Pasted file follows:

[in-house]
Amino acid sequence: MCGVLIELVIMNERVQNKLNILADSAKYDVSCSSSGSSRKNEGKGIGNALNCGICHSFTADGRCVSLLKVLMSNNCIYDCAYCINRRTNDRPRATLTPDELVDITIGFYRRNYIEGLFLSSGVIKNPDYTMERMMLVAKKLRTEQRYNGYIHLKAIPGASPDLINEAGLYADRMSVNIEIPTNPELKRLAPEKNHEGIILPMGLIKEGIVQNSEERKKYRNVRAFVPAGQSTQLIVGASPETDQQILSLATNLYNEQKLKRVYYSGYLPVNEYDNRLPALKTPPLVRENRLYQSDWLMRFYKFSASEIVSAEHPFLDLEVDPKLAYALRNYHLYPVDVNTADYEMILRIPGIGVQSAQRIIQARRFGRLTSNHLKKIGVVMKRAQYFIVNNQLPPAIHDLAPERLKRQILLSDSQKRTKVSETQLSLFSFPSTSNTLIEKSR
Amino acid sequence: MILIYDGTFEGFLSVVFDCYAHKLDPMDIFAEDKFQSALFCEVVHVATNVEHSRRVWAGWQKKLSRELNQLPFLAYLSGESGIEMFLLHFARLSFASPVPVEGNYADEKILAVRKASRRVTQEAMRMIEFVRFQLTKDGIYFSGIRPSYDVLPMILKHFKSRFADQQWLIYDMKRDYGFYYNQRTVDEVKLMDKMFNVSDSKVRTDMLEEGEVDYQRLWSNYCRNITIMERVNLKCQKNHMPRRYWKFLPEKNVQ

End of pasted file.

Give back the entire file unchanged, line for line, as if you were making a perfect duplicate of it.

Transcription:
[in-house]
Amino acid sequence: MCGVLIELVIMNERVQNKLNILADSAKYDVSCSSSGSSRKNEGKGIGNALNCGICHSFTADGRCVSLLKVLMSNNCIYDCAYCINRRTNDRPRATLTPDELVDITIGFYRRNYIEGLFLSSGVIKNPDYTMERMMLVAKKLRTEQRYNGYIHLKAIPGASPDLINEAGLYADRMSVNIEIPTNPELKRLAPEKNHEGIILPMGLIKEGIVQNSEERKKYRNVRAFVPAGQSTQLIVGASPETDQQILSLATNLYNEQKLKRVYYSGYLPVNEYDNRLPALKTPPLVRENRLYQSDWLMRFYKFSASEIVSAEHPFLDLEVDPKLAYALRNYHLYPVDVNTADYEMILRIPGIGVQSAQRIIQARRFGRLTSNHLKKIGVVMKRAQYFIVNNQLPPAIHDLAPERLKRQILLSDSQKRTKVSETQLSLFSFPSTSNTLIEKSR
Amino acid sequence: MILIYDGTFEGFLSVVFDCYAHKLDPMDIFAEDKFQSALFCEVVHVATNVEHSRRVWAGWQKKLSRELNQLPFLAYLSGESGIEMFLLHFARLSFASPVPVEGNYADEKILAVRKASRRVTQEAMRMIEFVRFQLTKDGIYFSGIRPSYDVLPMILKHFKSRFADQQWLIYDMKRDYGFYYNQRTVDEVKLMDKMFNVSDSKVRTDMLEEGEVDYQRLWSNYCRNITIMERVNLKCQKNHMPRRYWKFLPEKNVQ